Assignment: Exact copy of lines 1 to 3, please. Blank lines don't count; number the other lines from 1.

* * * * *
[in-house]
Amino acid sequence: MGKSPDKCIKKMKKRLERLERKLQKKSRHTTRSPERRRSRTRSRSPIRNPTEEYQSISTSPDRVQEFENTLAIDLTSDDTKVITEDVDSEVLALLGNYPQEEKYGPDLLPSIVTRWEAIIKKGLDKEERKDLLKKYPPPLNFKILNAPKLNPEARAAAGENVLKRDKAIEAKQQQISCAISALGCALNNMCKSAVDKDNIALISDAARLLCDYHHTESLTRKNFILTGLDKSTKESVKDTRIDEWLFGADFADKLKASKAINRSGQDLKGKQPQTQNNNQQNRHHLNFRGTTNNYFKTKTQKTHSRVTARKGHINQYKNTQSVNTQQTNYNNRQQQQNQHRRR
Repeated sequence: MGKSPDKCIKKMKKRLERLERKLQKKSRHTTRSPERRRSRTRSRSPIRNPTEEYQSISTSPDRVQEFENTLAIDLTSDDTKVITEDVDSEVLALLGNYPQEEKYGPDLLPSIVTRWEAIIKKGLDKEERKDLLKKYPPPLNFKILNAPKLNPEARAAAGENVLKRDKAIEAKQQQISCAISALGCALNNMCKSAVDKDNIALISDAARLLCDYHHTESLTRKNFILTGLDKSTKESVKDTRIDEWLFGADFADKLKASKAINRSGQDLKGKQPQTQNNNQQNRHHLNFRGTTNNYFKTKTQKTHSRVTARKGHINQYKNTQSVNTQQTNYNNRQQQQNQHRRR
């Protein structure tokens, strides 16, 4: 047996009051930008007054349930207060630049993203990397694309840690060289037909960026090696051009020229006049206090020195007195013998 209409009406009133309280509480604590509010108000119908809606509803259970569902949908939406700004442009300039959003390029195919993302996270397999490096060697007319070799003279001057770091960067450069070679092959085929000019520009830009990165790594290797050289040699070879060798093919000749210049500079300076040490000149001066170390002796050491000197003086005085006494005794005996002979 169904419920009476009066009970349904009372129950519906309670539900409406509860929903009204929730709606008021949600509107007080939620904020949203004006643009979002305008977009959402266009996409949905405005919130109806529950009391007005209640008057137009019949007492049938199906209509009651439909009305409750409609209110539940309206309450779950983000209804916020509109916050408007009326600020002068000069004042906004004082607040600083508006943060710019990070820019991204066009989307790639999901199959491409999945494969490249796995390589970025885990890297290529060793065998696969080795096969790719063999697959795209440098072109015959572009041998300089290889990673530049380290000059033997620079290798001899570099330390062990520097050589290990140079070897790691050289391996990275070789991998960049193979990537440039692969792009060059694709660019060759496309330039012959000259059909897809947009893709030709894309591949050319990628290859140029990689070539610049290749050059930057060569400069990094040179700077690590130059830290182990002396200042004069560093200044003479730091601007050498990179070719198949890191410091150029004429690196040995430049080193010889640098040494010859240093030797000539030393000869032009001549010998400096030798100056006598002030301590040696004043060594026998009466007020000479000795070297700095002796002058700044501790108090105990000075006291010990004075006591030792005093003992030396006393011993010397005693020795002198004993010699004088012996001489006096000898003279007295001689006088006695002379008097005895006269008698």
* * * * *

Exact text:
[in-house]
Amino acid sequence: MGKSPDKCIKKMKKRLERLERKLQKKSRHTTRSPERRRSRTRSRSPIRNPTEEYQSISTSPDRVQEFENTLAIDLTSDDTKVITEDVDSEVLALLGNYPQEEKYGPDLLPSIVTRWEAIIKKGLDKEERKDLLKKYPPPLNFKILNAPKLNPEARAAAGENVLKRDKAIEAKQQQISCAISALGCALNNMCKSAVDKDNIALISDAARLLCDYHHTESLTRKNFILTGLDKSTKESVKDTRIDEWLFGADFADKLKASKAINRSGQDLKGKQPQTQNNNQQNRHHLNFRGTTNNYFKTKTQKTHSRVTARKGHINQYKNTQSVNTQQTNYNNRQQQQNQHRRR
Repeated sequence: MGKSPDKCIKKMKKRLERLERKLQKKSRHTTRSPERRRSRTRSRSPIRNPTEEYQSISTSPDRVQEFENTLAIDLTSDDTKVITEDVDSEVLALLGNYPQEEKYGPDLLPSIVTRWEAIIKKGLDKEERKDLLKKYPPPLNFKILNAPKLNPEARAAAGENVLKRDKAIEAKQQQISCAISALGCALNNMCKSAVDKDNIALISDAARLLCDYHHTESLTRKNFILTGLDKSTKESVKDTRIDEWLFGADFADKLKASKAINRSGQDLKGKQPQTQNNNQQNRHHLNFRGTTNNYFKTKTQKTHSRVTARKGHINQYKNTQSVNTQQTNYNNRQQQQNQHRRR